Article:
Michigan AG wants utilities to reveal lobbying efforts when asking for rate hikes

The Michigan Attorney General is asking the state's public service commission to require utility companies disclose how much they spend on lobbying efforts when requesting rate hikes.

Dana Nessel proposed that utilities like DTE and Consumer's Energy be more transparent during their rate cases with the Michigan Public Service Commission. She also asked the commission to require utilities justify their expenses with a cost/benefit analysis and reduce the length of their forecast.

Utilities in Michigan can't increase rates on their own. They must request a rate hike through the Michigan Public Service Commission. Their requests typically get filed within a short time of their previous rate increase request being approved.

The commission hears from several parties when considering a rate request, who file comments to help the commission better understand how much each utility should increase their rates on customers.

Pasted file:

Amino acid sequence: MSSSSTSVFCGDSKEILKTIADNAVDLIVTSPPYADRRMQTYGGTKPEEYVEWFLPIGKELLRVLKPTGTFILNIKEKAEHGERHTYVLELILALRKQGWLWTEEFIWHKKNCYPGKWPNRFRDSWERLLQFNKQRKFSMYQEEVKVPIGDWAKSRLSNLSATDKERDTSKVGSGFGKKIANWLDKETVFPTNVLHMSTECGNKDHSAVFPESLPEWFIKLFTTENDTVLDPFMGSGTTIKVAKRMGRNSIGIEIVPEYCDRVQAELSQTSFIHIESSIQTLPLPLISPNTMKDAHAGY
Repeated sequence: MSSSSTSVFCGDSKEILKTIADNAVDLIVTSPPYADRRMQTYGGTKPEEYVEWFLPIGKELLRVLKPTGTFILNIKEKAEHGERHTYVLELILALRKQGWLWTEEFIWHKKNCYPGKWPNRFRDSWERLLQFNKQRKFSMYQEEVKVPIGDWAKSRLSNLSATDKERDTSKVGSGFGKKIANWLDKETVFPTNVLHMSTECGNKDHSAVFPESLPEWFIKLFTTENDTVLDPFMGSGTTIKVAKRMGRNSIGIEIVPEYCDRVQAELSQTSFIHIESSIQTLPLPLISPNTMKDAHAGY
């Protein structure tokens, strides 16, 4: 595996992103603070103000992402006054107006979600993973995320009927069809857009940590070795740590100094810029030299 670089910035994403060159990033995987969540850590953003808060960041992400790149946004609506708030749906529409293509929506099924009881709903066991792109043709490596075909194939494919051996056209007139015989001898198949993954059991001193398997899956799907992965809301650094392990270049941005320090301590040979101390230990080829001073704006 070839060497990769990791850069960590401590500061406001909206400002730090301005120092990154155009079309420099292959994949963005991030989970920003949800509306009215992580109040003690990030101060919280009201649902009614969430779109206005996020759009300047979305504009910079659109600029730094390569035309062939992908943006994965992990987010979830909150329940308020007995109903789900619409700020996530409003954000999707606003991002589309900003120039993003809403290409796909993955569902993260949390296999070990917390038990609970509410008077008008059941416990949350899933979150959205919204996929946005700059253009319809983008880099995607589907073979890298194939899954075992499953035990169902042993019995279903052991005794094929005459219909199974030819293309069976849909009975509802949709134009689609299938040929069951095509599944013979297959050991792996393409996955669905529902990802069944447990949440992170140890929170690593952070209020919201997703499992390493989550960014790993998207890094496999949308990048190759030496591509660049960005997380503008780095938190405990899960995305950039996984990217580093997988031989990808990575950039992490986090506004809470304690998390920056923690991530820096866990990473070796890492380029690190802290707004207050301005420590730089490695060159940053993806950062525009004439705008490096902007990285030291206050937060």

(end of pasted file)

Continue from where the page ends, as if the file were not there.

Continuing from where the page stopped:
The attorney general frequently intervenes in these cases.

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Nessel's latest comment came after staff at the commission asked interested parties if there should be any modifications to the way it considers rate cases.

"Utilities are government created monopolies regulated by the state," Nessel said in a statement. "Accordingly, customers of these monopolies should have the right to know whether and how much their utility is spending to influence legislation or other public policy that impacts the utility and consumers. I am hopeful the Commission will consider these recommendations and implement them for Michigan." 

Boosted transparency could have drastic implications for utilities. A release from Nessel's office outlined what specifically she's requesting, which include information about:

  • Expenses for the purpose of influencing regulation or legislation
  • Expenses for the purpose of influencing public opinion about policy issues or about the company’s reputation
  • Expenses relating to all proceedings before the Commission, with specificity about how and how much the company spent on the previous rate case and how much it forecasted for the current general rate case.
  • The 501(c)(3) and 501(c)(4) contributions to each non-profit organization, including those organizations receiving contributions from the utility’s affiliated 501(c)(3) charitable foundations.
  • Expenses for any litigation that utilities file seeking to overturn rules or statutes